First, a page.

Written by Rankin Johnson, OCDLA
SENTENCINGSentencing - CDO factors - delivery for consideration
Evidence of Boyd delivery is not sufficient to prove the CDO factor of “delivery for consideration.”
The court considered text, context, and legislative history to determine that the phrase “for consideration” in ORS 475.900(1)(b) refers to a genuine executed delivery for consideration, not an attempted or constructive delivery. C.f. State v. Boyd, 92 Or App 51, 54, rev den, 307 Or 77 (1988). Because the evidence did not prove a genuine delivery for consideration, the trial court erred in denying the defendant’s MJOA as to that factor. Remanded for resentencing.
State v. Villagomez, 362 Or 390 (2018) (Walters, J.)
When a judgment creating a wardship in favor of DHS issues, the parent appeals, and the wardship is terminated during the pendency of the appeal, the appeal is not necessarily moot.
DHS obtained a wardship of child, a ten-year-old on the autism spectrum, based on proof that mother was neglecting child’s basic needs and was risking child’s safety by permitting contact with mother’s boyfriend, a convicted sex offender. Child remained in mother’s custody pursuant to a safety plan. Mother appealed. While the appeal was pending, the trial court entered a judgment dismissing the petition. The court found that mother had cooperated with DHS, benefited from DHS’s intervention, and was a minimally-adequate parent. The parties disputed the future effect of the findings supporting the dependency judgment. The court decided that, under the facts of this case and in light of the favorable findings made in connection with the dismissal, the future effect would be minimal. Accordingly, the court remanded to the Court of Appeals to dismiss for mootness.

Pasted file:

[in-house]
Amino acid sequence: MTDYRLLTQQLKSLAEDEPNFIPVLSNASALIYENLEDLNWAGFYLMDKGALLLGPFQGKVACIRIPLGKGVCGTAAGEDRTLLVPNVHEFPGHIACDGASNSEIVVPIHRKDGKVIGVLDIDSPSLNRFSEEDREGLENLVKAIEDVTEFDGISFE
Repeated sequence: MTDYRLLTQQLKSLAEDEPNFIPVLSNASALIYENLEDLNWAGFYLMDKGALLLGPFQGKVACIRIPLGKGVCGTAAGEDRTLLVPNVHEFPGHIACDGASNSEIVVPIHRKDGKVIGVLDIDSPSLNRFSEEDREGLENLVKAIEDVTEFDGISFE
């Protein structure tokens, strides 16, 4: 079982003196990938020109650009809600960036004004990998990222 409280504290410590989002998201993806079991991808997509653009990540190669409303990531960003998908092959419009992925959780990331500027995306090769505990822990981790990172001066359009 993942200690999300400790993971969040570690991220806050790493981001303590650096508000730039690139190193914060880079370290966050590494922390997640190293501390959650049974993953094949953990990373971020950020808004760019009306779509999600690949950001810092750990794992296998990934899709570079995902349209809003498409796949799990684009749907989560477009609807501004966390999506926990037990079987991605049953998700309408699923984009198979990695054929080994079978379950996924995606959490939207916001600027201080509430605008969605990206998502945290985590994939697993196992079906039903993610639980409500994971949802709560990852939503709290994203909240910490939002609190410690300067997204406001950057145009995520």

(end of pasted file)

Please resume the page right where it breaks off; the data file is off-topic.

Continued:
DHS v. A.B. 362 Or 412 (2018) (Walters, J.)